Boston Residents and Animal Protection Advocates Celebrate Ban on Puppy, Kitten and Rabbit Sales in Boston Pet Stores
BOSTON, March 3, 2016 – The MSPCA-Angell today joined a chorus of top animal welfare organizations and advocates in marking a historic and unanimous vote by the Boston City Council to ban the sale of puppies, kittens and rabbits from Boston pet stores as well as public parks and city streets.
The ordinance was signed March 2 by Mayor Marty Walsh and the ban on sales in public parks and city streets has taken immediate effect. The ban on selling puppies, kittens and rabbits in pet stores will take effect on Dec. 31, 2017. No new sales of these animals will be permitted in pet stores now that the ordinance is signed.
Boston has joined more than 120 municipalities across the country that have banned the sale of commercially bred puppies and kittens from pet shops—the vast majority of whom are reared in large-scale breeding facilities, many of which have racked up numerous federal Animal Welfare Act violations.
City Councilor Matt O’Malley first introduced the ordinance at a Feb. 22 press conference at the MSPCA in Jamaica Plain. The measure, dubbed the “Puppy Mill Bill,” was inspired by numerous stories of consumers who purchased animals at pet stores that later turned out to be sick, and who in some cases died.
Said O’Malley of the unanimous vote, “Today is an historic day for both animals and the City of Boston which proved once again that we can elevate the welfare of animals—as well as the constituents we serve—and demonstrate what a humane city Boston is.”
A coalition of regional and national animal welfare leaders have rallied in support of the ordinance, including the MSPCA-Angell, Animal Rescue League of Boston, Mass Coalition to End Puppy Mills, the ASPCA, Humane Society of the United States, Best Friends Animal Society and House Rabbit Network. The City of Boston’s Animal Control department has also endorsed the measure.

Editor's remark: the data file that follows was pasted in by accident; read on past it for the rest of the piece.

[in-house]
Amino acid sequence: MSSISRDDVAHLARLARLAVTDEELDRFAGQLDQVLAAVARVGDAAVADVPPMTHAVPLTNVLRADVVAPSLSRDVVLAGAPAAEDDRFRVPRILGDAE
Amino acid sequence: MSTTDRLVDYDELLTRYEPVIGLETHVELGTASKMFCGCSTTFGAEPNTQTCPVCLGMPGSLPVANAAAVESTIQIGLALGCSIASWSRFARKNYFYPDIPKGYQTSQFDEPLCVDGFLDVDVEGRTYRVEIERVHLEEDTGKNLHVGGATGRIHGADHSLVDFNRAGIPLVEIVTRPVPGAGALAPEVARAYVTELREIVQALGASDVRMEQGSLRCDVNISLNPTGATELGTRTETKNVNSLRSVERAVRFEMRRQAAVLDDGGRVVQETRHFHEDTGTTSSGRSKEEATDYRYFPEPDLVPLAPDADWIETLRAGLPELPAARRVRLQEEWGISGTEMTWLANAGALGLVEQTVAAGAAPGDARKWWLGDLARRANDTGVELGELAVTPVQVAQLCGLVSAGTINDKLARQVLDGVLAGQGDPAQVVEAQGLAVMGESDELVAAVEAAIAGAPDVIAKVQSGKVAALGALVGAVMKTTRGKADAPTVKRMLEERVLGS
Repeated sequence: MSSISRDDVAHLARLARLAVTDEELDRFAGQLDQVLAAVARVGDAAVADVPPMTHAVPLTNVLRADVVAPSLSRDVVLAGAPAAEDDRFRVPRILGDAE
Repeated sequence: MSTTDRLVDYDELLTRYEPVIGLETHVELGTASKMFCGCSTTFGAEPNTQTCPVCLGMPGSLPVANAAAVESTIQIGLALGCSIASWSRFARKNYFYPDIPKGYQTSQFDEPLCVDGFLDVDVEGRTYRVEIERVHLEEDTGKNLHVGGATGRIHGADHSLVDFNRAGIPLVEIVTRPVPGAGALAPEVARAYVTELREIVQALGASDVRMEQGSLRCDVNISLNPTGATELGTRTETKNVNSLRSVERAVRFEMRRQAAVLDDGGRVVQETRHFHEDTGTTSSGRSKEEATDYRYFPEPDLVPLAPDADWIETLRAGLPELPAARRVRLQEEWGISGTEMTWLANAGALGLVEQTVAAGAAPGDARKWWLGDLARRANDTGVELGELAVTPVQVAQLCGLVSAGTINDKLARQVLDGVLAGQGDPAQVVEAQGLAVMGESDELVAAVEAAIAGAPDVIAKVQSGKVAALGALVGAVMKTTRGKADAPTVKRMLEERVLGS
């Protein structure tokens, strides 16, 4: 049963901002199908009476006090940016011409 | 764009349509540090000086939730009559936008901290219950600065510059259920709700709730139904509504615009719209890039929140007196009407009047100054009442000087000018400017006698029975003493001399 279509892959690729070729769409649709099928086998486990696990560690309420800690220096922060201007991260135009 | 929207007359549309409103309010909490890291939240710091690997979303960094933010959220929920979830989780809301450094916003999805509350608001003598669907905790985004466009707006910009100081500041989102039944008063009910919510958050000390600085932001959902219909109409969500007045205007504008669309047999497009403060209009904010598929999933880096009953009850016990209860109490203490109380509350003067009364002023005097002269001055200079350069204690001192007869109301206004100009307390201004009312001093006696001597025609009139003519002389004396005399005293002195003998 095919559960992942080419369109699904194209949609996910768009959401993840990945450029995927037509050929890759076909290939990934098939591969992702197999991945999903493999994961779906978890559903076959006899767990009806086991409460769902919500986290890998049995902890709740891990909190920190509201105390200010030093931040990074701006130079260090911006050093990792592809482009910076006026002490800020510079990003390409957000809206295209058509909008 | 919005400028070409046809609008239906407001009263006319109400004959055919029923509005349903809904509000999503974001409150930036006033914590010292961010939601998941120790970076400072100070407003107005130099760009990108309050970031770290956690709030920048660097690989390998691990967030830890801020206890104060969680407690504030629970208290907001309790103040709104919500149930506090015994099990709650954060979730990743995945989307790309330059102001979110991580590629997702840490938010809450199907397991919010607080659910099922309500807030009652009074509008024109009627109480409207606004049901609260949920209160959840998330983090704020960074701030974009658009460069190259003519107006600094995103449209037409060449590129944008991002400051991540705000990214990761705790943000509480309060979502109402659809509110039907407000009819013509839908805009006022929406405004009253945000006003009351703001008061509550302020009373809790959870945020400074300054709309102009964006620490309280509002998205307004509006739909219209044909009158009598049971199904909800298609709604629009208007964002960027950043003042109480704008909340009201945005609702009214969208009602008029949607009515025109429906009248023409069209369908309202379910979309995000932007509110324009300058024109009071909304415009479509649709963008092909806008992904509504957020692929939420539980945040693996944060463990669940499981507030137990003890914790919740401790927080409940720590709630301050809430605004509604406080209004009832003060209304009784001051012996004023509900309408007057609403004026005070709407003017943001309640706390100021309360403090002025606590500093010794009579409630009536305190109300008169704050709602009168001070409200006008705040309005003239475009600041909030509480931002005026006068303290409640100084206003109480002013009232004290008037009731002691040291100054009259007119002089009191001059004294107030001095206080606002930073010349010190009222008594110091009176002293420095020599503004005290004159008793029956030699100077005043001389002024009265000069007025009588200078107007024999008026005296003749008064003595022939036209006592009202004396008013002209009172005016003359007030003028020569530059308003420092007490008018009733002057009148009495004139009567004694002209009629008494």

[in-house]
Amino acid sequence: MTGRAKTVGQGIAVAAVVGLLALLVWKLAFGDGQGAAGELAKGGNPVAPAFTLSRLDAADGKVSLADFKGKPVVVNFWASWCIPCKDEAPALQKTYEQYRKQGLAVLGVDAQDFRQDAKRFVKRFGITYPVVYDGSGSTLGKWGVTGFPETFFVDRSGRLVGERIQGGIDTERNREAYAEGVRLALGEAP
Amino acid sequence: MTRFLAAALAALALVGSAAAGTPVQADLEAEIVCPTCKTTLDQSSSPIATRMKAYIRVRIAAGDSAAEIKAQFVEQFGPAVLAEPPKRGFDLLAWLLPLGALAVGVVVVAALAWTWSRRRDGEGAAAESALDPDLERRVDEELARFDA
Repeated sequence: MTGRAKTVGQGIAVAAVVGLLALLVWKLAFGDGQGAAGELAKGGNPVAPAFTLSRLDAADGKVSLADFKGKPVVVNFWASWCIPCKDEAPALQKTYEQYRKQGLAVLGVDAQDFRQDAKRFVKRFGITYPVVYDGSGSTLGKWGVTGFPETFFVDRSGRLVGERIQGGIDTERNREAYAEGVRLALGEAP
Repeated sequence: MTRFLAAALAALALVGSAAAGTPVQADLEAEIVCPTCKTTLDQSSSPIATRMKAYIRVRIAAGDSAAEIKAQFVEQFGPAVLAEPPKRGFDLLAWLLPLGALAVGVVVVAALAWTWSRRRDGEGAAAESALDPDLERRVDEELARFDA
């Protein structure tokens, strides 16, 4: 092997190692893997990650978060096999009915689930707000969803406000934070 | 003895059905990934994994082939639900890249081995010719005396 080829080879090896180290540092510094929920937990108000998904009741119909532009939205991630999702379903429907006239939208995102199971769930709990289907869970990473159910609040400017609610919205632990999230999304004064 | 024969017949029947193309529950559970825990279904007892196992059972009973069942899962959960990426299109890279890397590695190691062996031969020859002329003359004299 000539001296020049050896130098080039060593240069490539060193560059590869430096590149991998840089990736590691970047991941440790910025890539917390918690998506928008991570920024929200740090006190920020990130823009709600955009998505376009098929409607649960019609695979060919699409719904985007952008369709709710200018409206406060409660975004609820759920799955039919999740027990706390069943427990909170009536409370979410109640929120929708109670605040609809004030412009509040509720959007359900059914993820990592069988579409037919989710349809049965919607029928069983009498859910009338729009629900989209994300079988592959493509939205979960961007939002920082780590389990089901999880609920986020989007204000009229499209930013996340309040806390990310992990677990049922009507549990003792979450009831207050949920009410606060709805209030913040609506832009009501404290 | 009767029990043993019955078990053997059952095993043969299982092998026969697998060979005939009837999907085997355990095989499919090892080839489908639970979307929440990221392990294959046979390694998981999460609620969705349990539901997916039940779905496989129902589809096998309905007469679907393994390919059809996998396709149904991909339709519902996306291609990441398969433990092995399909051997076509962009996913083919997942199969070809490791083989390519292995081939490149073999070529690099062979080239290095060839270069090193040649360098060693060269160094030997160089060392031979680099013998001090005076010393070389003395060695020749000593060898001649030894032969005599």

These organizations have united behind the ordinance to thwart the advance of puppy mill-bred animals sold in Boston.
Said Laura Hagen, Deputy Director of Advocacy at the MSPCA-Angell: “This ordinance will have an immediate and significant impact on our adoption center in Boston, which already has experienced a 50 percent rise in rabbit surrenders in the last year alone. We commend the City Council for its vote, which will not only reduce the number of pets who end up in animal shelters, but the number of sick pets as well.”
Hagen reminded readers that by prohibiting the sale of animals from pet stores, the ordinance also prevents “the costs consumers face when they find their new animal comes with health and behavioral issues that may not present immediately or until sometime after the purchase.”
Preventing “Drive By Pet Sales”
The ordinance also prevents “roadside” animal sales, in which unscrupulous breeders make a quick profit by selling animals in public parks or on sidewalks and streets, leaving no recourse for residents if the animal becomes sick or exhibits other problems caused from poor breeding practices.
Quotes from Members of the Animal Protection Coalition Supporting the Ordinance
“We are so thrilled that the City Council has taken this critical step to make Boston a more humane place for both people and pets,” said Elizabeth Oreck, National Manager of Puppy Mill Initiatives for Best Friends Animal Society. “We applaud Councilor O’Malley for his leadership on this important issue.”
“We’re thrilled that Boston is out in front on this puppy mill/pet store issue,” said Elizabeth Maglio of the Massachusetts Coalition to End Puppy Mills. “Now we’re looking to our state leaders to take a similarly brave stand against an industry that thrives on consumer deception and perpetuating misery for so many animals.”
“We are grateful to the Boston City Council for taking action for animals,” said Mary Nee, President of the Animal Rescue League of Boston. “The more we do to prevent inhumane breeders from growing their business in Massachusetts, the more we improve the safety and health of animals in our community.”
Stephanie Harris, Massachusetts State Director for The Humane Society of the United States, said: “The City Council’s vote takes us one step closer towards the day when inhumane puppy mills have nowhere to sell their puppies. Boston has cut off two key supply chains for puppy mills—pet stores and outdoor venues, such as flea markets and parking lots. In doing so, Boston is protecting consumers, improving shelter animals’ chances of finding a home and taking a stand against a very cruel industry.”
“The passage of this ordinance will enable consumers and pet stores to obtain wonderful, loving animals from shelters and other humane sources without supporting the cruel puppy mill industry,” said Bill Ketzer, Senior State Director of ASPCA Government Relations for the Northeast region. “The ASPCA thanks Councilor O’Malley for championing this measure and Boston City Council members for their swift action, and applauds Mayor Walsh for wasting no time in signing this into law.”